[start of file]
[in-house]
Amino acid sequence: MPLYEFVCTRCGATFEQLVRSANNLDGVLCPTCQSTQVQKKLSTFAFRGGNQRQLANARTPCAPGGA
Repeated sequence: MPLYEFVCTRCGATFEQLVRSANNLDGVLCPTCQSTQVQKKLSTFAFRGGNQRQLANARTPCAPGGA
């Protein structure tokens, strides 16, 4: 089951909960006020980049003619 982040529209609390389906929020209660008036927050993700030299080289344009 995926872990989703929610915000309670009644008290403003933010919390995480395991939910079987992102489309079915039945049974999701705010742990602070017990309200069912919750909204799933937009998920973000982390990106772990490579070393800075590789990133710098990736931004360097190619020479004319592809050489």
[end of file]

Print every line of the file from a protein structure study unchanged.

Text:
[in-house]
Amino acid sequence: MPLYEFVCTRCGATFEQLVRSANNLDGVLCPTCQSTQVQKKLSTFAFRGGNQRQLANARTPCAPGGA
Repeated sequence: MPLYEFVCTRCGATFEQLVRSANNLDGVLCPTCQSTQVQKKLSTFAFRGGNQRQLANARTPCAPGGA
């Protein structure tokens, strides 16, 4: 089951909960006020980049003619 982040529209609390389906929020209660008036927050993700030299080289344009 995926872990989703929610915000309670009644008290403003933010919390995480395991939910079987992102489309079915039945049974999701705010742990602070017990309200069912919750909204799933937009998920973000982390990106772990490579070393800075590789990133710098990736931004360097190619020479004319592809050489």